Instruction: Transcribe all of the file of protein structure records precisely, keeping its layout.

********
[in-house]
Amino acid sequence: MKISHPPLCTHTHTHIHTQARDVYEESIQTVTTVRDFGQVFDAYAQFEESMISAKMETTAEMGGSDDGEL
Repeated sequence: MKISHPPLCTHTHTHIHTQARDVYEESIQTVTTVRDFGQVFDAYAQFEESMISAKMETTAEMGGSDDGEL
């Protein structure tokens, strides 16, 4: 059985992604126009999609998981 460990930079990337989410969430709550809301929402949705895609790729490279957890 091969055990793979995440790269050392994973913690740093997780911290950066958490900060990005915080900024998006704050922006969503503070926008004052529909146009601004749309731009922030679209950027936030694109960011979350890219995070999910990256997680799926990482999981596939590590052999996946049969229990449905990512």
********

[in-house]
Amino acid sequence: MKISHPPLCTHTHTHIHTQARDVYEESIQTVTTVRDFGQVFDAYAQFEESMISAKMETTAEMGGSDDGEL
Repeated sequence: MKISHPPLCTHTHTHIHTQARDVYEESIQTVTTVRDFGQVFDAYAQFEESMISAKMETTAEMGGSDDGEL
């Protein structure tokens, strides 16, 4: 059985992604126009999609998981 460990930079990337989410969430709550809301929402949705895609790729490279957890 091969055990793979995440790269050392994973913690740093997780911290950066958490900060990005915080900024998006704050922006969503503070926008004052529909146009601004749309731009922030679209950027936030694109960011979350890219995070999910990256997680799926990482999981596939590590052999996946049969229990449905990512």